I’ve heard it. You’ve heard it. Heck, I’ve said it.

Women, too often, have a hard time saying no.

Research tells us that women are socialized to help, to put others first, to never disappoint. So, we say ‘yes’ a lot. So much so we take on too much, and we end up overbooked, overstressed and overwhelmed. It limits our potential. And, it forces us to focus on checking the next thing off our ‘to do’ list, instead of doing work that will return real value.

With all that, the “Just say no” adage seem likes good advice to follow.

But, there’s a catch.

Saying no we risk letting go of good opportunities that can bring happiness or other advantages. Plus, let’s be real: there are things, people, work that must be done. ‘No’ is just not an option.

So, what to do?

The answer is simple: Delegate.

Delegating is an opportunity to get stuff off your plate. You save time and can direct your energy on activities that matter. Your productivity will increase as you get more done, faster than before.

Aside from these immediate benefits, there are longer-term effects.

Being able to delegate successfully can get managers and sponsors to perceive you as a credible leader. That’s because delegating is a much sought-after leadership skill. You’ll also see change in those helping you. By delegating you entrust someone to perform a task you once believed only you could do. Plus, when delegating right, you can create an in-it-together team spirit.

With all that said, it’s not always easy to delegate.

Here are 6 steps to help you start delegating successfully. These very much as strategies to use at work, but to experience the full power of delegating, think about your whole life – at home, and elsewhere in your life.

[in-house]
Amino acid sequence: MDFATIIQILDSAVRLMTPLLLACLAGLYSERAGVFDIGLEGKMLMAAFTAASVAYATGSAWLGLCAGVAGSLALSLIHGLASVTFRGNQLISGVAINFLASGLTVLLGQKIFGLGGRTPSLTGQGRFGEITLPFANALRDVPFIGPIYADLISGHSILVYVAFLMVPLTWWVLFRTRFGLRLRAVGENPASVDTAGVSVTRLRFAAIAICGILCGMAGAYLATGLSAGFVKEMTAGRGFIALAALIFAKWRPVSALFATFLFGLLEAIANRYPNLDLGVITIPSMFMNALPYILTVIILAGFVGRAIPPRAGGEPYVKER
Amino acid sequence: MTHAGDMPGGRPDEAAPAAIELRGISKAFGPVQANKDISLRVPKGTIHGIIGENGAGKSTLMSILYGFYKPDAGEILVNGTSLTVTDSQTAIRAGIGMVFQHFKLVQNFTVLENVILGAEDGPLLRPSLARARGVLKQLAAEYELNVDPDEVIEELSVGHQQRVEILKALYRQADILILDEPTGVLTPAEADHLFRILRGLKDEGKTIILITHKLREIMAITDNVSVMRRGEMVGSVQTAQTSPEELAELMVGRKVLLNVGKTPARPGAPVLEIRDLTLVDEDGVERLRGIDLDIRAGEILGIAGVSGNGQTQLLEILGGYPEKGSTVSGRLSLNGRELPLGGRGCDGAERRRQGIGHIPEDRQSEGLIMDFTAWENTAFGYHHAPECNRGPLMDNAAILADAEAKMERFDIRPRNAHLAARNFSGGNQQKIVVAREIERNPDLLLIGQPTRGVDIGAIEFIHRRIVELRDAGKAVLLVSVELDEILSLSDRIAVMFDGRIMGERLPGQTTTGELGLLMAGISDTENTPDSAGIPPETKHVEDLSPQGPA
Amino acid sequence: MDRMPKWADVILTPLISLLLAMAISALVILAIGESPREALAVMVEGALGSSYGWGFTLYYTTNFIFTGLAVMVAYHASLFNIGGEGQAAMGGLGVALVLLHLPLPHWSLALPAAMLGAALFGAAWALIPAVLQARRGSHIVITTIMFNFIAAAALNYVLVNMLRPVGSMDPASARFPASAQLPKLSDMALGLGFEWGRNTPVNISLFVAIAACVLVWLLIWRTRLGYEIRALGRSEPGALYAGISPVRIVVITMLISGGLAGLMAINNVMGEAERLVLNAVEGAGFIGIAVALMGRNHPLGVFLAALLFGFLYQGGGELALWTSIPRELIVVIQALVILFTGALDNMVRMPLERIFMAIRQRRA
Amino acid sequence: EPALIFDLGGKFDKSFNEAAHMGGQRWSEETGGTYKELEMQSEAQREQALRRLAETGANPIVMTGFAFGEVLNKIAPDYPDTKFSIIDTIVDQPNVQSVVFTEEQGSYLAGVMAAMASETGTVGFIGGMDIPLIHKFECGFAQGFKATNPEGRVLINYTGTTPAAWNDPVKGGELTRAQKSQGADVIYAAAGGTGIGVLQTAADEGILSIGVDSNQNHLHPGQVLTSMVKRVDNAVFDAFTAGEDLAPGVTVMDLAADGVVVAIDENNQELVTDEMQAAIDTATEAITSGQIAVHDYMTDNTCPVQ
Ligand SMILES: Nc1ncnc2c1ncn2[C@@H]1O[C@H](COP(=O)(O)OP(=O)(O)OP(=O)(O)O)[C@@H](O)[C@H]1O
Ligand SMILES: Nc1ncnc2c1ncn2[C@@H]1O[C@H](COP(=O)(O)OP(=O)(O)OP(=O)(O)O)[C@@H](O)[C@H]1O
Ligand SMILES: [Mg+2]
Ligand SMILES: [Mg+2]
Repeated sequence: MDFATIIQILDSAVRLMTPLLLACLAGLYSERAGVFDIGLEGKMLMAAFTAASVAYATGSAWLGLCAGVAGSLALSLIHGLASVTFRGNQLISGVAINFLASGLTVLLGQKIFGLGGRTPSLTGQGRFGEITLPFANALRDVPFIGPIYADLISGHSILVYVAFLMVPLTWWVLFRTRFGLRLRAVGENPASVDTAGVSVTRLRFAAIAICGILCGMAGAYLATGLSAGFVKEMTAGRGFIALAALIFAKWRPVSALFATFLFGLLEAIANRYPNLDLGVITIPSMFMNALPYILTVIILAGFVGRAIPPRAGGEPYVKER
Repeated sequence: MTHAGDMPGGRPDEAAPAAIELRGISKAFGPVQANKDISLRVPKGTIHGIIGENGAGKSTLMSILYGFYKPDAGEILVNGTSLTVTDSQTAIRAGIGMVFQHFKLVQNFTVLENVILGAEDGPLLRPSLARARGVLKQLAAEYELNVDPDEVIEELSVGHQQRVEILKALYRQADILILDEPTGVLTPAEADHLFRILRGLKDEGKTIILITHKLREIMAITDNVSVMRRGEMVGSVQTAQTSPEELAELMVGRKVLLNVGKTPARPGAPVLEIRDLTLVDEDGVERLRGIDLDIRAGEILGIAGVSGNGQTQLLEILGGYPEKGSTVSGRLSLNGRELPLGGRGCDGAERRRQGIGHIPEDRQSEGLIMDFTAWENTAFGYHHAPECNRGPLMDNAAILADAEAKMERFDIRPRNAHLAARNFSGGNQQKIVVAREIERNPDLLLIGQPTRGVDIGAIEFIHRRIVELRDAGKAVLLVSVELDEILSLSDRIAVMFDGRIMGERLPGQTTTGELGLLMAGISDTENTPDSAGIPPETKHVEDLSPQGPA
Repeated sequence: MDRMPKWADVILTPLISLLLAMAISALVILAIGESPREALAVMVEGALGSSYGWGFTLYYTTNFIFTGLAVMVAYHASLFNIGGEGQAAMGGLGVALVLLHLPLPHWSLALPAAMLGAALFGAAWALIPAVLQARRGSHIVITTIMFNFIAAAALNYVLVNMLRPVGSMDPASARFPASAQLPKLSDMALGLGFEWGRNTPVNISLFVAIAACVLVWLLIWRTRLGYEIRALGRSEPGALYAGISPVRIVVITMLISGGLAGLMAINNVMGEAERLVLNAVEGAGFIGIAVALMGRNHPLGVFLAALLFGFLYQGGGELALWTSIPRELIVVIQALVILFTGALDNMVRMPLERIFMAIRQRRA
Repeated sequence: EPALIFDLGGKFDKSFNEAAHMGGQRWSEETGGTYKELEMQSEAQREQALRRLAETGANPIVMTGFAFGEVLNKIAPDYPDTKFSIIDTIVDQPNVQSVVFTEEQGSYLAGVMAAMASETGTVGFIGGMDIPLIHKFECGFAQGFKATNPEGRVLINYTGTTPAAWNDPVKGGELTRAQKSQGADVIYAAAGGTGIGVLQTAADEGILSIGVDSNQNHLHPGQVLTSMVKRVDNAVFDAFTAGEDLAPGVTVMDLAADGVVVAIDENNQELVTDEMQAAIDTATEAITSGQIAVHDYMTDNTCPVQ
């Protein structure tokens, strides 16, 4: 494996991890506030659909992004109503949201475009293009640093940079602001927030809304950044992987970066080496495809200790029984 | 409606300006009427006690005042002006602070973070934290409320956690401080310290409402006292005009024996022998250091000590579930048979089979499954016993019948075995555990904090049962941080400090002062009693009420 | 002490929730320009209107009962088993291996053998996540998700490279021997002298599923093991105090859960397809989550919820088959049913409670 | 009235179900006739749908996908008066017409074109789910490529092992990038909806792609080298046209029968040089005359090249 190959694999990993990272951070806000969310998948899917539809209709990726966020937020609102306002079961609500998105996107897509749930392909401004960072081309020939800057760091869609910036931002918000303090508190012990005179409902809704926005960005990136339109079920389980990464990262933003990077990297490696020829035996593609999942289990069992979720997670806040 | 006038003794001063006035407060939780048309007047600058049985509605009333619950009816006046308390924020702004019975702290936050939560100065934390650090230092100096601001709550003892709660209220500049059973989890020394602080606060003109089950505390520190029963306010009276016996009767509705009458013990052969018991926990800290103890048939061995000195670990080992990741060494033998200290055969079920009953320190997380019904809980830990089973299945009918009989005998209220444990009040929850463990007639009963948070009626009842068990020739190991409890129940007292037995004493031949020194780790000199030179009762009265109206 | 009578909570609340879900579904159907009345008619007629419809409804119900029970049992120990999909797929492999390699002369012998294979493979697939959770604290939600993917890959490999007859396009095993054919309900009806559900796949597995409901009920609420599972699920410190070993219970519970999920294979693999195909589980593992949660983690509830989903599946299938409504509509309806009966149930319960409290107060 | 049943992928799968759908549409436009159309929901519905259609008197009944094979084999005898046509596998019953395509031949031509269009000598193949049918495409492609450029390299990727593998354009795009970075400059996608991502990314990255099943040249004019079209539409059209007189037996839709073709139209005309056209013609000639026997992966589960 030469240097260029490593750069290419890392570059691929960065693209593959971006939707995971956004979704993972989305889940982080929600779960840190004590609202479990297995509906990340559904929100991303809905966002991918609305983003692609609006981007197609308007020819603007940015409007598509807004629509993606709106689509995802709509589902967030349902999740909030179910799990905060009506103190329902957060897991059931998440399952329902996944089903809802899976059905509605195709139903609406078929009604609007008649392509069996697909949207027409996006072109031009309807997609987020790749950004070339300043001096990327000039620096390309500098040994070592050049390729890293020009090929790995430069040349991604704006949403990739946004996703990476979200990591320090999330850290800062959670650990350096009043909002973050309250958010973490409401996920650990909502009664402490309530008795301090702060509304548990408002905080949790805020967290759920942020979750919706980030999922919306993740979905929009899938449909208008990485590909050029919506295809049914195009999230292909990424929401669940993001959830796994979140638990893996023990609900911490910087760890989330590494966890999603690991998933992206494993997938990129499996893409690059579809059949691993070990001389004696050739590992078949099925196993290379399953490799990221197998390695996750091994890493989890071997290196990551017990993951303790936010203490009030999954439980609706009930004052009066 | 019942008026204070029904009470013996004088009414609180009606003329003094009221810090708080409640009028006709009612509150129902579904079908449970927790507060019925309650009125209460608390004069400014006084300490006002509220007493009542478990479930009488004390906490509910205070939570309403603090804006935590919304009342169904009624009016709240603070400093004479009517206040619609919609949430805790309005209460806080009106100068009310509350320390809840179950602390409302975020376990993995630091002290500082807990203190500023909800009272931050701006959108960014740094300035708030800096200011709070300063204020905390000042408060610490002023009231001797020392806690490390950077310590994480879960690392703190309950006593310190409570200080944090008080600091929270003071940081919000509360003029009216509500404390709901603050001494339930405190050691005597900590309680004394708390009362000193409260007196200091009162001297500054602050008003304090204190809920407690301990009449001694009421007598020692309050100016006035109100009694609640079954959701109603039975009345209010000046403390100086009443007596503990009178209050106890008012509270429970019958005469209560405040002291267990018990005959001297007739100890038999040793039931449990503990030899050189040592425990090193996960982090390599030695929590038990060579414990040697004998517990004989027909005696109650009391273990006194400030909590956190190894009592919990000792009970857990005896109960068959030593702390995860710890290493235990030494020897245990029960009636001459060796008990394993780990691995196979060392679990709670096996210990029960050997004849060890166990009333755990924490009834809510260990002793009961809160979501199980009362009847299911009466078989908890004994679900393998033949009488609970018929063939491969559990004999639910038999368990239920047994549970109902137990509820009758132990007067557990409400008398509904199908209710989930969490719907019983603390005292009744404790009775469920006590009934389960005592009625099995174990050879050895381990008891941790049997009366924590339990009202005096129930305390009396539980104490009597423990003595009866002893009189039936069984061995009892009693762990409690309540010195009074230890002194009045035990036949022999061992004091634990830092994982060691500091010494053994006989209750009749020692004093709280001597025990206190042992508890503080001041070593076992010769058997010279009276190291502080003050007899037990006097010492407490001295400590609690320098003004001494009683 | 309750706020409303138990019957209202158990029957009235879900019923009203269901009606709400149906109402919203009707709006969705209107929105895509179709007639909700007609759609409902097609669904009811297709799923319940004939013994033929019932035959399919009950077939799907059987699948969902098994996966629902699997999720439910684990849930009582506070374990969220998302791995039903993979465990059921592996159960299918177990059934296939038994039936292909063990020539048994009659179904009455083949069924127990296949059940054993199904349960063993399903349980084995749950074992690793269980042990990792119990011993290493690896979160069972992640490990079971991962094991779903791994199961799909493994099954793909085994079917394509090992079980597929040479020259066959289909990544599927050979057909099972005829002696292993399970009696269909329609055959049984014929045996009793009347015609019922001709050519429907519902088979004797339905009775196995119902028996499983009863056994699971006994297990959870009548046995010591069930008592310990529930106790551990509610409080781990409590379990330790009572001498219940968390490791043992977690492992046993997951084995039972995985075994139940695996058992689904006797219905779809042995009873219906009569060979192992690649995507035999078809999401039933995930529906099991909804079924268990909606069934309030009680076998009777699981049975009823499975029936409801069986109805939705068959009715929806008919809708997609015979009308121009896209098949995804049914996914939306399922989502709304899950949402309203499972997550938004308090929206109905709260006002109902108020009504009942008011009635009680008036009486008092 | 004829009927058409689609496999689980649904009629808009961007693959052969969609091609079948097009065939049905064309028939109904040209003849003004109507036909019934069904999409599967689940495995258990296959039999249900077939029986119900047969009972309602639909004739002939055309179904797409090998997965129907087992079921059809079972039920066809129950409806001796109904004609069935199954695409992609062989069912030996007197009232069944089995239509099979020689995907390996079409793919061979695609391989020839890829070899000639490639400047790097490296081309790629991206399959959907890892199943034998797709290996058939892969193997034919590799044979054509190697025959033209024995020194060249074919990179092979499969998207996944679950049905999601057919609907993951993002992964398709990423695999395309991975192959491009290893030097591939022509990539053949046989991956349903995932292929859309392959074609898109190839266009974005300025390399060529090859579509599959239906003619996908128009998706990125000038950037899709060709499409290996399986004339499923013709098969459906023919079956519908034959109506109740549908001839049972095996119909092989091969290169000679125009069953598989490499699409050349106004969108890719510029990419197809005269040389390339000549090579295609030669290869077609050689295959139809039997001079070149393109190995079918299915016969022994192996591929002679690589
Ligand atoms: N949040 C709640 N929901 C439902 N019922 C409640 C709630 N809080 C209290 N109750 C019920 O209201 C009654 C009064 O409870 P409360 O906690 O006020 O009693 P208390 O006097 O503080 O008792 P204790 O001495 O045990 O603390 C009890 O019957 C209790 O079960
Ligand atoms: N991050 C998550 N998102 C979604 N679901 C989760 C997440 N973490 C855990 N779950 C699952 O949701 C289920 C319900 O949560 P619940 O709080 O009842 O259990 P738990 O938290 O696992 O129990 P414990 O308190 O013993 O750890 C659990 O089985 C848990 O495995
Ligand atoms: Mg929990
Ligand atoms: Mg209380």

Assess your ‘to do’ list

Every day we do things that serve no real purpose. Maybe we think we have to do them, or we should do them. Or maybe, you’ve always done them so you’ve never thought twice about it. Take this time to consider all that you do in a given day, week, month and more. As you do, rate the value of your effort and the outcome. You’ll also want to consider any risks of it not getting done. Anything that is low value and low risk should be removed from our to do list – this is the best kind of delegating! Lastly, if there are things you can’t stop doing outright, consider if there is a different way to complete the task more efficiently, but still get the same results.

Where do you need help?

We all wish we could offload everything we have to do onto others. Sadly, it doesn’t work that way. Instead, the aim is to strategically find ways others can help you do all you need to do. Taking the list you created in the first step, review it and consider which activities are always a struggle to get done.

If you’re too deep in your to do list, get some perspective by talking to others who wear the same hats that you do. Be curious about the activities they delegate and those they fully outsource. Also, ask how who they depend on for help and how it works for them.

Who’s equipped to do the work?